Over the coming week, that would only increase until a full-blown crisis emerged at the Conservative Party conference in Birmingham. By the time Ms Truss arrived, it was clear there was a significant rebellion brewing on the decision to scrap the 45p top rate of tax.

Under pressure from backbench MPs, Ms Truss buckled. The same day, she told the BBC she would not change her mind – she did. She sent the chancellor out to explain the decision.

The U-turn was supposed to show that Ms Truss was listening. Number 10 believed it would allow rebellious MPs to move on. Instead, it did the exact opposite; rebels smelled blood. “It feels like the last days of Rome,” remarked one former minister.

Over the next few weeks, Ms Truss’s authority collapsed completely.

She sacked her chancellor and scrapped a plan to keep corporation tax down. She appointed Jeremy Hunt to run the Treasury – someone who had backed Mr Sunak.

Mr Hunt decided on Saturday that the whole economic strategy had to go and told the prime minister at Chequers the next day. Weakened by events, she had little option but to agree.

“Jeremy Hunt is de facto PM,” said one MP, speaking for many. “I don’t see the point of her,” added another.

By Sunday, the wheels were in motion for the end of Ms Truss’s premiership. The BBC contacted many MPs and the mood was dark. Nobody was suggesting Ms Truss’s authority would recover. One Ms Truss loyalist told me: “We’ve lost”.

A senior party figure added as the mood turned: “People know that this is over. It’s a question of how and when.”

There was however, still a ray of hope for Ms Truss.

Some MPs were nervous about bringing the prime minister down without having a unity candidate to replace her. They feared it would mean even more chaos, which nobody would be able to control.

Some of the PM’s internal critics urged caution. As one senior figure put it to me: Ms Truss’s future might be decided by what her opponents can’t do at this stage.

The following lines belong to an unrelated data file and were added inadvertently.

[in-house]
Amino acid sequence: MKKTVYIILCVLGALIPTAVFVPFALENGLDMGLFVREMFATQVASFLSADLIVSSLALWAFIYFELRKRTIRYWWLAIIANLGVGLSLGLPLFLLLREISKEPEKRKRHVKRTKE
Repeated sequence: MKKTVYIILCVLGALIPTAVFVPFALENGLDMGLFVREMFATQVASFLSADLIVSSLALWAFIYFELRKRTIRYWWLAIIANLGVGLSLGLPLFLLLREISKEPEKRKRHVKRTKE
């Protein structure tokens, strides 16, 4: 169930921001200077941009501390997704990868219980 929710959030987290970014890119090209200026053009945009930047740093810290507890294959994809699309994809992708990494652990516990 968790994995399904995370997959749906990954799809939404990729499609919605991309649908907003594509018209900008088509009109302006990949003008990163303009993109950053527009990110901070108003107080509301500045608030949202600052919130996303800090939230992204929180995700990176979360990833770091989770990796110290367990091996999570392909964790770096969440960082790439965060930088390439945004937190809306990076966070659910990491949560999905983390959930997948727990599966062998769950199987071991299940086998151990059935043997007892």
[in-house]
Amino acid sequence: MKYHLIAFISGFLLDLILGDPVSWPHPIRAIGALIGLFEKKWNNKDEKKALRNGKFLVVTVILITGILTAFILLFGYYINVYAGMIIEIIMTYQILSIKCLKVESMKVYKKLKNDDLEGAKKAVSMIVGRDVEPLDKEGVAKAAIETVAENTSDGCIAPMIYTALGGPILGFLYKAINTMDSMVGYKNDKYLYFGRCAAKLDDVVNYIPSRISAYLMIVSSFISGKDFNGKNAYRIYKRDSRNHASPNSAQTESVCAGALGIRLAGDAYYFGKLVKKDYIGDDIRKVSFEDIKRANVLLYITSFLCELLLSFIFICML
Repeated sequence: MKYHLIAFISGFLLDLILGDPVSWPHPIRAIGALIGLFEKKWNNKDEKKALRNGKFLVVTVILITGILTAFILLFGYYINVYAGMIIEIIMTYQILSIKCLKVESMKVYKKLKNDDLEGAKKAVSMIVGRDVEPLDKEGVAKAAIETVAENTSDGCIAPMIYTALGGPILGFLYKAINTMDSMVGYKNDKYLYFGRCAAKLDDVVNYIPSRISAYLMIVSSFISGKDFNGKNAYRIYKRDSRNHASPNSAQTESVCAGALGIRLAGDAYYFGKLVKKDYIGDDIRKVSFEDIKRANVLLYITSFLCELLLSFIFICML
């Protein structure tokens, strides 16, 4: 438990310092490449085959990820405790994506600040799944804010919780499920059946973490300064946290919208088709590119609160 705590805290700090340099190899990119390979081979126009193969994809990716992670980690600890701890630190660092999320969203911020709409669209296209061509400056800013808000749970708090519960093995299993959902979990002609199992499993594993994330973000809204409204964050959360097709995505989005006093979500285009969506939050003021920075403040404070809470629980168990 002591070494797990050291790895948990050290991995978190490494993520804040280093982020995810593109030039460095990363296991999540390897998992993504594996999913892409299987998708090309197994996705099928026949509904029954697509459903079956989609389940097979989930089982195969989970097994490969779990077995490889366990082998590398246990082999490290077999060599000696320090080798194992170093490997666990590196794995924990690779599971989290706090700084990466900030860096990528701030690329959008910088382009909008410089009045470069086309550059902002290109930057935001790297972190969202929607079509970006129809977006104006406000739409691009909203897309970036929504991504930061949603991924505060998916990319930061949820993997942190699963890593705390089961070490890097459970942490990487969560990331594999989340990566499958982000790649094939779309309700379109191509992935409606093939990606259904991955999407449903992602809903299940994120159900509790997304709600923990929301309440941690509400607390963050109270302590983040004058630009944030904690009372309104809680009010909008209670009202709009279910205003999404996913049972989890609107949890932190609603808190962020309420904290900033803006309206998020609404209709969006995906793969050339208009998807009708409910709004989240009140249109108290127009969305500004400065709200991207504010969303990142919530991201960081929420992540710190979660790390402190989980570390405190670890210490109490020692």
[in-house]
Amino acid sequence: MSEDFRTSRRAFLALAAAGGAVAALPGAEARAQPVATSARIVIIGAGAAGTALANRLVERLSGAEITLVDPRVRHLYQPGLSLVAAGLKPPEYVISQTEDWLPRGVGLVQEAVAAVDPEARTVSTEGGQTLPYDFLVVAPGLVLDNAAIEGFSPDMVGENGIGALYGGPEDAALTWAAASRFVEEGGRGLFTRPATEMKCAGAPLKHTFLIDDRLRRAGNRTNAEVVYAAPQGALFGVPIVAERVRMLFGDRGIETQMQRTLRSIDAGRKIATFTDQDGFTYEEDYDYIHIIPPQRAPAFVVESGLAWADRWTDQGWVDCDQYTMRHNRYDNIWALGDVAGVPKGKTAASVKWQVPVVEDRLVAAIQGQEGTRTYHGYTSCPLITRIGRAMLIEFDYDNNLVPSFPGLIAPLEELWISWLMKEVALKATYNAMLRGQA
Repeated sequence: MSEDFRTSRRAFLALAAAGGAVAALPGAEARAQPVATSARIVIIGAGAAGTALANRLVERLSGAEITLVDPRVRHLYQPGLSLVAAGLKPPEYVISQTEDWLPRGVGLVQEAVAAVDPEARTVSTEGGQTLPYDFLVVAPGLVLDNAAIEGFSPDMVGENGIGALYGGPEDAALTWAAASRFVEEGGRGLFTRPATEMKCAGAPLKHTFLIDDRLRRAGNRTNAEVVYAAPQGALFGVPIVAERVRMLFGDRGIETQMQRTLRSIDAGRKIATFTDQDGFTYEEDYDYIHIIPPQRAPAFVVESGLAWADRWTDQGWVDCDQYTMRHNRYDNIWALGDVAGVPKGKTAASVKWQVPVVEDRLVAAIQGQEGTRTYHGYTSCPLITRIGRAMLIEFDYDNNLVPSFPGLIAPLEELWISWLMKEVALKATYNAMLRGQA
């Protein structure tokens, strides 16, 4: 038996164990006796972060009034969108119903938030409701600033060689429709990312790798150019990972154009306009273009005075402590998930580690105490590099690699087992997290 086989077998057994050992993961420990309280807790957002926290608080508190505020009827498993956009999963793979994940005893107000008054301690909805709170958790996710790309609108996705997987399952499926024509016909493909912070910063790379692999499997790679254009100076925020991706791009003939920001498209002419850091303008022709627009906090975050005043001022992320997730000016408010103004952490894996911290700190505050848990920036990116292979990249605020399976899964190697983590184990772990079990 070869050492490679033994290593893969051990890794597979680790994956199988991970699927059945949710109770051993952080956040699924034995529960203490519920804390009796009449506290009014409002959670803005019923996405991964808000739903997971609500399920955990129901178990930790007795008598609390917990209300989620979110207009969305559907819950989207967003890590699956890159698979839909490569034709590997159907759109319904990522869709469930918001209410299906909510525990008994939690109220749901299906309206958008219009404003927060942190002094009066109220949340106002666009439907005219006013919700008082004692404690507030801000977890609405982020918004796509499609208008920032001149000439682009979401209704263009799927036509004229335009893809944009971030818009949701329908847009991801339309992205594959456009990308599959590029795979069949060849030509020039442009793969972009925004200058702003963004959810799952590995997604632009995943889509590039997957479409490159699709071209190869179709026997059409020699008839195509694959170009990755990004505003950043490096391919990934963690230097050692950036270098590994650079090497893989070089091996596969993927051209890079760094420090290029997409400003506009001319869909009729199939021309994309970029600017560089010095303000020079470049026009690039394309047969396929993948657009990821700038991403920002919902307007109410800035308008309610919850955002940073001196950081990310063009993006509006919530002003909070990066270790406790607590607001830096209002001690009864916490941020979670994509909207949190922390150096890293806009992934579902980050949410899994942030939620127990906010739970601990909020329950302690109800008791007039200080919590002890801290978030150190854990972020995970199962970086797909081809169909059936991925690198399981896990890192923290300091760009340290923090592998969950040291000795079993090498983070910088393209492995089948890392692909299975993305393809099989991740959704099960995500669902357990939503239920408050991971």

But what followed was even more humiliation.

On Monday, Mr Hunt took control and junked the economic plan. The prime minister was widely ridiculed for not speaking herself in Parliament. She dodged an urgent question from the Labour leader, then sat beside the chancellor briefly as he ripped up her economic plan in the Commons.

A couple of days later, the home secretary resigned over a breach of the ministerial code – but launched a blistering attack on the prime minister and her programme.

There was trouble brewing on the right of the party, which had campaigned so vigorously for Ms Truss over summer. And yet Prime Minister’s Questions had ended without disaster, buying Ms Truss at least a few more hours.

The final straw for Conservative MPs was the chaos over a vote on banning fracking. MPs were told it was confidence vote – that by not voting with the government, they were saying they didn’t want it to continue. Then they were told it wasn’t a confidence issue. Then they were told it was – and those who rebelled would be disciplined.

It all meant that by Thursday morning, the Conservative Party had decisively turned. When the prime minister summoned Sir Graham Brady, the chairman of the 1922 committee, to test the mood of the party, it was game over.

The new economic era was over. Twenty-four hours after saying she was a fighter, she had resigned. Ms Truss had failed, her “big bang” plan in tatters.

Turmoil has defined Ms Truss’s time in office. But it has also helped define 2022. In less than one year, there have been four chancellors, and by next week there will have been three prime ministers.

The Conservatives now have to choose a leader they think can bring stability. Whoever it is will want to last a lot longer than Ms Truss.

The post How big-bang economic plan and political turmoil sank Liz Truss appeared first on KBC.